In contrast, Greeley, Englewood and Colorado Springs are among the cities with the lowest rent prices.
If you’re a renter in Denver, you might want to stay that way. Despite being one of the state’s hottest real estate markets, Denver is one of the least expensive cities in Colorado in terms of rent pricing. The city has an average monthly rent of $1,572, below Colorado’s average.
In comparison, Denver’s median housing listing price is $695,000 and the average monthly mortgage payment is $2,540 as of January. Being a homeowner costs $968 more monthly than living as a renter in Denver.
But … evictions?
As we approach a year since the eviction moratorium expired, eviction filings — for the most part — have stayed below pre-pandemic numbers. Although we’ve seen a gradual climb in evictions since early 2021, eviction numbers have stayed below the 2019 numbers, pre-pandemic numbers and the 20-year average.
March was the sole month, which saw a jump in eviction filings, with 3,667, in a return to pre-pandemic numbers.
While evictions have been steadily increasing since the moratorium expired July 31, evictions declined in April and May, both in the Denver area and Colorado as a whole.
Henry Eisler from the Colorado Apartment Association expressed confidence in the strength of the housing market, noting Coloradans have been able to make rent at high rates.
“The uptick in March didn’t reflect a dramatic increase — just a return to the pre-pandemic, statewide average, as Colorado’s rental market recovered from the pandemic and 14-month moratorium,” Eisler said. “The subsequent decline in eviction filings during April and May is a strong positive indicator for the health of Colorado’s multifamily housing market.”
More on housing
→ Norwood’s new fixed-rate homeowner program — A total of 24 single-family homes under development by Rural Homes in Norwood, about 40 minutes west of Telluride, are part of a project to provide affordable housing in San Miguel County. Developers of Pinion Park Norwood neighborhood are working with First Southwest Bank and Impact Development Fund to provide low-interest, fixed-rate mortgages to buyers who earn no more than 120% of the county’s area median income. For a family of four, that’s $102,600. To top it off, eligible buyers may also qualify for $25,000 in down payment assistance through a state program. Home prices will range between $225,000 and $400,000. Erica Madison, with IDF, said they can’t share mortgage rates due to regulations that prevent advertising. But she added, “The rates are set. They are extremely affordable. And yes, (they’re) lower than 6%.” >> More details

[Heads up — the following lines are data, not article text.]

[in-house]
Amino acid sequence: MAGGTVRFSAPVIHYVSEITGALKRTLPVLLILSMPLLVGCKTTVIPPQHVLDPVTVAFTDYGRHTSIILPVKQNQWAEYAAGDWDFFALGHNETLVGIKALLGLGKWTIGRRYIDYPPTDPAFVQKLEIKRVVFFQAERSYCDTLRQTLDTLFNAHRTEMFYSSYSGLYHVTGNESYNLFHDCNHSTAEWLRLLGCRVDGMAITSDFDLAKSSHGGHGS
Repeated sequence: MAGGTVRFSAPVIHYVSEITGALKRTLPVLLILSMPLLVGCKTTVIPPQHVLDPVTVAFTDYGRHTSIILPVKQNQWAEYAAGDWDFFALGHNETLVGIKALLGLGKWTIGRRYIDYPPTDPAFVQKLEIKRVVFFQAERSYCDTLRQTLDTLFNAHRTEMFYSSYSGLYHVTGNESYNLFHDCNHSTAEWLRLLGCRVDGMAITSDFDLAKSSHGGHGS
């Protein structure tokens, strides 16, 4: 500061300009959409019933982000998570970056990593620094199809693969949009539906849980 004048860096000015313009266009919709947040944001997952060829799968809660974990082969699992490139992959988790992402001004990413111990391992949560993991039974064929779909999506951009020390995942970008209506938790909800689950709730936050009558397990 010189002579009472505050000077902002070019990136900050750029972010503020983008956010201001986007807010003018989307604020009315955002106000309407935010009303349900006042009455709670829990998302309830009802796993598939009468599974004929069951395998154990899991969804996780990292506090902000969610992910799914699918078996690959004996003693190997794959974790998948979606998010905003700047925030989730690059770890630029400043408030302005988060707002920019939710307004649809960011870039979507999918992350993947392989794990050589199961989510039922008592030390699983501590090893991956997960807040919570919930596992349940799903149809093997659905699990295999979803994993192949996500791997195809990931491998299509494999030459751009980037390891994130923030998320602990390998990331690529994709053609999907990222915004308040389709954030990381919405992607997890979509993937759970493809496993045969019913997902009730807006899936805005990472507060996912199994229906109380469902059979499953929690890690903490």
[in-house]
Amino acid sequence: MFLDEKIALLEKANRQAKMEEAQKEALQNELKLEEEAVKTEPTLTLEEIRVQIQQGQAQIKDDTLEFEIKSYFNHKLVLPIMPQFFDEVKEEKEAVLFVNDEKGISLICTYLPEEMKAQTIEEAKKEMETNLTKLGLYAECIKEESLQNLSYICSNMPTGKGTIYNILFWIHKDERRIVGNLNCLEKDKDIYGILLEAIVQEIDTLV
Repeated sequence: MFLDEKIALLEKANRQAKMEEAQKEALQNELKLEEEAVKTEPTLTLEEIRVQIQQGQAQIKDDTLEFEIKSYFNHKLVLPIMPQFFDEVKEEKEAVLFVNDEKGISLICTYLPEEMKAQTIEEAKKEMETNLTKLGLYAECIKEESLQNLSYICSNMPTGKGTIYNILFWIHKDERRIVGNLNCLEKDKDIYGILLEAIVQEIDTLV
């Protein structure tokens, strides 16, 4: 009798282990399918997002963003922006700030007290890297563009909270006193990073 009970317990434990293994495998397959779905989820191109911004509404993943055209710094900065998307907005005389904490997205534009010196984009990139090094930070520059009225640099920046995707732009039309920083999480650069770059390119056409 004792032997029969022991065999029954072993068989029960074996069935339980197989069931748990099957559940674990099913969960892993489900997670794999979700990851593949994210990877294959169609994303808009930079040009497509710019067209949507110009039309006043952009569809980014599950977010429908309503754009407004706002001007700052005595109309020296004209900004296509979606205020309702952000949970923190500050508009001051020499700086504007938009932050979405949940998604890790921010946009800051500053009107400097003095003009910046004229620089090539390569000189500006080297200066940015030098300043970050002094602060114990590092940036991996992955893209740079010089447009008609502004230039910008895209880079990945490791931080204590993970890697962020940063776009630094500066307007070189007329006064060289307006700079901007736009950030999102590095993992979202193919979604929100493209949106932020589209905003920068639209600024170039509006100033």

→ Adios, Denver! More renters want to move out of Denver than in, according to a new migration report from Rent.com. That ranked Colorado as the second highest rate of rent queries going out of the state on the rental housing site. New York topped the list at 17.75% and Colorado at 16.13%. While many Colorado renters are looking to move to other mountain states or the Midwest, Los Angeles, oddly, was the second most popular search destination. Jon Leckie, a Rent.com data journalist, said it’s “evidence that Denver is competing with LA for people and talent. Denver is no longer just a mountain city, it’s competing with the biggest cities in the nation, sending some and stealing others, but the point is Denver is in the game.” >> Rent.com Migration Report
→ Still need a car? Bankrate offers tips on saving money on car loans, including buying an electric vehicle. While EVs typically cost more, they can be less expensive over their lifetime (40% less, according to MotorTrend), plus you may qualify for tax credits (here’s what’s available in Colorado). >> Save on car loans
ICYMI: Colorado Sun housing stories
- Colorado high country commissioners blast Airbnb report that disconnects short-term rentals from housing crisis
- A tale of two Colorado counties: One the fastest growing, one the fastest shrinking
- After 50 years, homeownership gap between white and Latino Coloradans narrows. But for Black Coloradans, it’s widened.
Colorado jobs report
Meanwhile, Colorado’s economy continues to add jobs. In Friday’s jobs report, the state’s unemployment rate fell to 3.5% in May, from 3.6% in April. That was thanks to 15,400 people added to the labor force, be it seasonal summer help, new residents or just folks who are looking for work again.
That raised the state’s labor force participation rate to 69.4%, which counts people who are working or looking for work.